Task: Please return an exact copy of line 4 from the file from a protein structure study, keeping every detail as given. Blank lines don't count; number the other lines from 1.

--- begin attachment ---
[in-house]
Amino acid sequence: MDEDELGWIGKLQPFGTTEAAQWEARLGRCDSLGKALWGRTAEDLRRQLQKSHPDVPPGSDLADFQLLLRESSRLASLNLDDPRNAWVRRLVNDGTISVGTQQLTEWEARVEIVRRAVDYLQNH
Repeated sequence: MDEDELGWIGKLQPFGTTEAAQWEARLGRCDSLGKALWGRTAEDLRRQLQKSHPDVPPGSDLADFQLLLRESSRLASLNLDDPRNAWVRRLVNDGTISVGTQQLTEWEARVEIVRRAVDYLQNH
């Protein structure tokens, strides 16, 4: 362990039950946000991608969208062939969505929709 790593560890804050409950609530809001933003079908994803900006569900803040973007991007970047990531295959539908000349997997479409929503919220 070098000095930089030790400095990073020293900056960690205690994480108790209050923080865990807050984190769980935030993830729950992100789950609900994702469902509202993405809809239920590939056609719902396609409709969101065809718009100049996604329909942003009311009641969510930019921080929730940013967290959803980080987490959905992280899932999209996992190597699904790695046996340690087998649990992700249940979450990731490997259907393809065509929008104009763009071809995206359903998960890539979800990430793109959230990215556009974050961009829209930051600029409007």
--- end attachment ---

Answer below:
């Protein structure tokens, strides 16, 4: 362990039950946000991608969208062939969505929709 790593560890804050409950609530809001933003079908994803900006569900803040973007991007970047990531295959539908000349997997479409929503919220 070098000095930089030790400095990073020293900056960690205690994480108790209050923080865990807050984190769980935030993830729950992100789950609900994702469902509202993405809809239920590939056609719902396609409709969101065809718009100049996604329909942003009311009641969510930019921080929730940013967290959803980080987490959905992280899932999209996992190597699904790695046996340690087998649990992700249940979450990731490997259907393809065509929008104009763009071809995206359903998960890539979800990430793109959230990215556009974050961009829209930051600029409007």